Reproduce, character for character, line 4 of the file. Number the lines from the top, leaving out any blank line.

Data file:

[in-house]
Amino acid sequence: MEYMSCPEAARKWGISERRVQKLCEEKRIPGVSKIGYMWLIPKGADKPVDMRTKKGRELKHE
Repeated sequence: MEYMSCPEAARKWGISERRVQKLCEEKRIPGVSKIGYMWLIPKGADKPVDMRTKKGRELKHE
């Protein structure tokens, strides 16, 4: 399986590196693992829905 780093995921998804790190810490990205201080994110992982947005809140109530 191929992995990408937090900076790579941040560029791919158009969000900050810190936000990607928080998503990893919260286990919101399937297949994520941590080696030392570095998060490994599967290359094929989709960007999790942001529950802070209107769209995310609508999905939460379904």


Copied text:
């Protein structure tokens, strides 16, 4: 399986590196693992829905 780093995921998804790190810490990205201080994110992982947005809140109530 191929992995990408937090900076790579941040560029791919158009969000900050810190936000990607928080998503990893919260286990919101399937297949994520941590080696030392570095998060490994599967290359094929989709960007999790942001529950802070209107769209995310609508999905939460379904």